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Content archived on 2024-05-27



Summary description of project objectives
Of ~500 anopheline mosquito species, only about two dozen transmit human malaria, with vectorial capacity varying greatly among even very closely-related mosquito species, making the understanding of what defines an effective malaria vector critical to developing successful controls. The complete genome sequencing of multiple Anopheles mosquito species, coordinated by the Anopheles Genomes Cluster Committee ( facilitates the investigation of the genetic basis underlying these phenotypic variations and other characteristics such as insecticide resistance and chemosensation. This project aims to develop and employ computational strategies to interrogate multiple mosquito genomes for patterns of natural selection shaping the repertoire of functional genomic elements governing mosquito biology. The specific objectives can be summarised by three major goals over the course of the project: 1) conservation analysis to identify functional genomic elements; 2) divergence analysis to study gene and genome evolution; and 3) functional analysis to validate and characterise novel biological hypotheses.

Description of work performed since beginning of project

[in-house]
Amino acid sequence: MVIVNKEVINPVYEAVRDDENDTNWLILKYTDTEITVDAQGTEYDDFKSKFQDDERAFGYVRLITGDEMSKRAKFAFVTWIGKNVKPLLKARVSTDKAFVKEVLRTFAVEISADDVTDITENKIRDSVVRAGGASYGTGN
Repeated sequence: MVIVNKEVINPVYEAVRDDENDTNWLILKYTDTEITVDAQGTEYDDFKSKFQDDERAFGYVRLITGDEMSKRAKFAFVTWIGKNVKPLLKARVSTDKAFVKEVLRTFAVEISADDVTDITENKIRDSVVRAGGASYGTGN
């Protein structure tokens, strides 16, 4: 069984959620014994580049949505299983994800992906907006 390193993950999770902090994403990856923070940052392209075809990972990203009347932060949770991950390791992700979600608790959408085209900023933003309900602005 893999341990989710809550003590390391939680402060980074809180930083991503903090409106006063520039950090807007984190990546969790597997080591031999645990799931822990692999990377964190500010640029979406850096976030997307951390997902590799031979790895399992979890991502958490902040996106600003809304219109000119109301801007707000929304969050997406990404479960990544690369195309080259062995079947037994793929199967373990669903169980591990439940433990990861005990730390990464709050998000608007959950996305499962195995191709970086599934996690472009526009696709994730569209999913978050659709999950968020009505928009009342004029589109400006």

Recognisable biological functions are encoded by interactions among a variety of factors including protein-coding genes, non-protein-coding RNAs, and conserved non-coding elements. The discovery of these interactions relies on thorough characterisation of evolutionary patterns and comprehensive probing of biological functions, which in turn rely on primary analyses that focus on accurate identification, developing computational tools to recognise characteristic features and predict the full complement of functional genomic elements. Therefore, the primary analyses performed since the beginning of the project have focused specifically on the objectives of building multiple whole genome alignments and employing conservation analyses to identify functional genomic elements. A pre-requisite for these analyses was to first assess the quality of the new genome assemblies to highlight any potential errors that may need correcting before progressing with the alignments. Following the quality control steps, appropriate methods were selected that take into account the genomes sizes and the evolutionary distances between the mosquito species concerned, as well as the practicalities of running the computational analyses. The successful building of the multiple whole genome alignments for each species provided the principal input data required for comprehensive evolutionary signature analyses to scan the alignments to identify patterns of sequence changes that highlight regions with significant protein-coding potential, as well as constrained genomic regions that may harbour non-coding genes or regulatory elements. The work performed to achieve these objectives was approached in a stepwise manner as each set of new genome assemblies was released by the sequencing centre at the Broad Institute and subsequently made available with their gene annotations at VectorBase, the bioinformatics resource for invertebrate vectors of human pathogens.